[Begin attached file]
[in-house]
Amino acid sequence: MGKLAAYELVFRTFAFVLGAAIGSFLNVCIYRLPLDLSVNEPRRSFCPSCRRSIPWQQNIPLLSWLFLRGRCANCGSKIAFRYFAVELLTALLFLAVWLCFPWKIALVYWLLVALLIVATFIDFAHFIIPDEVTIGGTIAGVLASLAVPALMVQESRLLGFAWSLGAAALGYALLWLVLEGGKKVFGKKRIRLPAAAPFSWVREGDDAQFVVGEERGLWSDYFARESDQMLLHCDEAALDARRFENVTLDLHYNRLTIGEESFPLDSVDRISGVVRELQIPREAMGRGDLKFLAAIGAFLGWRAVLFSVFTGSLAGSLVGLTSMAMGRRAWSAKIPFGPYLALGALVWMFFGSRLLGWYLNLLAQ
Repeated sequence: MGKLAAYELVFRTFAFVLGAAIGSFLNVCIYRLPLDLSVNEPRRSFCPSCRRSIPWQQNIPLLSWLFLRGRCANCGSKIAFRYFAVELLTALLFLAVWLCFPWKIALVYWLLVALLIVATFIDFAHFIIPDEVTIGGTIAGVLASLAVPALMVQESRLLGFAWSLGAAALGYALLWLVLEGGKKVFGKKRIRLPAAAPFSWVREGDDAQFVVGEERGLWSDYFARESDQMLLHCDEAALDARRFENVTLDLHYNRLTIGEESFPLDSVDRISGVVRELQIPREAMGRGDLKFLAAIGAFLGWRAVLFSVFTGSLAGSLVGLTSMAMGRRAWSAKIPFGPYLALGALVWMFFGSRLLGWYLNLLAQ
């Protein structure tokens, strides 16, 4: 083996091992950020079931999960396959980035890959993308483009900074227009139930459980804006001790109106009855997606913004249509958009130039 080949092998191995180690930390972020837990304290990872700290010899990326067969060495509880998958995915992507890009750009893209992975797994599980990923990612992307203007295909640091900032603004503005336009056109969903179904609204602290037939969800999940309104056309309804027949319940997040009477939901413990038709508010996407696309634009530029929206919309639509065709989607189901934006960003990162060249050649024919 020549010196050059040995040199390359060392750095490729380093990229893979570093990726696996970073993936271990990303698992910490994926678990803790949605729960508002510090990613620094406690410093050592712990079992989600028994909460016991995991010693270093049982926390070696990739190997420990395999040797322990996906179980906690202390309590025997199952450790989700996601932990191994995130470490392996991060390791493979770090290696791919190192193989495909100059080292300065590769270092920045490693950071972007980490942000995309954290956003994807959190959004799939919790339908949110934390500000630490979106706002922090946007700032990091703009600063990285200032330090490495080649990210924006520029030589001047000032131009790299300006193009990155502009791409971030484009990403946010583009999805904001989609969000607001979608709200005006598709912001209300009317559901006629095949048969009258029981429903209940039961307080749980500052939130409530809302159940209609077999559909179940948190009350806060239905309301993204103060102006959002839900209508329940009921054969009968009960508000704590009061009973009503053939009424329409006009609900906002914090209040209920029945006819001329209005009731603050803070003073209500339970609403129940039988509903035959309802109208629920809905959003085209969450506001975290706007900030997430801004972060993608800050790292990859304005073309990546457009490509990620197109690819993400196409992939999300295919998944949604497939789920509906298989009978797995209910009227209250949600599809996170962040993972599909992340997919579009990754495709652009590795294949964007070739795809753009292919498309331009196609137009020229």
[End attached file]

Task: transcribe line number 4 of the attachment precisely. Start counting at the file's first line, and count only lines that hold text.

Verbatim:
């Protein structure tokens, strides 16, 4: 083996091992950020079931999960396959980035890959993308483009900074227009139930459980804006001790109106009855997606913004249509958009130039 080949092998191995180690930390972020837990304290990872700290010899990326067969060495509880998958995915992507890009750009893209992975797994599980990923990612992307203007295909640091900032603004503005336009056109969903179904609204602290037939969800999940309104056309309804027949319940997040009477939901413990038709508010996407696309634009530029929206919309639509065709989607189901934006960003990162060249050649024919 020549010196050059040995040199390359060392750095490729380093990229893979570093990726696996970073993936271990990303698992910490994926678990803790949605729960508002510090990613620094406690410093050592712990079992989600028994909460016991995991010693270093049982926390070696990739190997420990395999040797322990996906179980906690202390309590025997199952450790989700996601932990191994995130470490392996991060390791493979770090290696791919190192193989495909100059080292300065590769270092920045490693950071972007980490942000995309954290956003994807959190959004799939919790339908949110934390500000630490979106706002922090946007700032990091703009600063990285200032330090490495080649990210924006520029030589001047000032131009790299300006193009990155502009791409971030484009990403946010583009999805904001989609969000607001979608709200005006598709912001209300009317559901006629095949048969009258029981429903209940039961307080749980500052939130409530809302159940209609077999559909179940948190009350806060239905309301993204103060102006959002839900209508329940009921054969009968009960508000704590009061009973009503053939009424329409006009609900906002914090209040209920029945006819001329209005009731603050803070003073209500339970609403129940039988509903035959309802109208629920809905959003085209969450506001975290706007900030997430801004972060993608800050790292990859304005073309990546457009490509990620197109690819993400196409992939999300295919998944949604497939789920509906298989009978797995209910009227209250949600599809996170962040993972599909992340997919579009990754495709652009590795294949964007070739795809753009292919498309331009196609137009020229």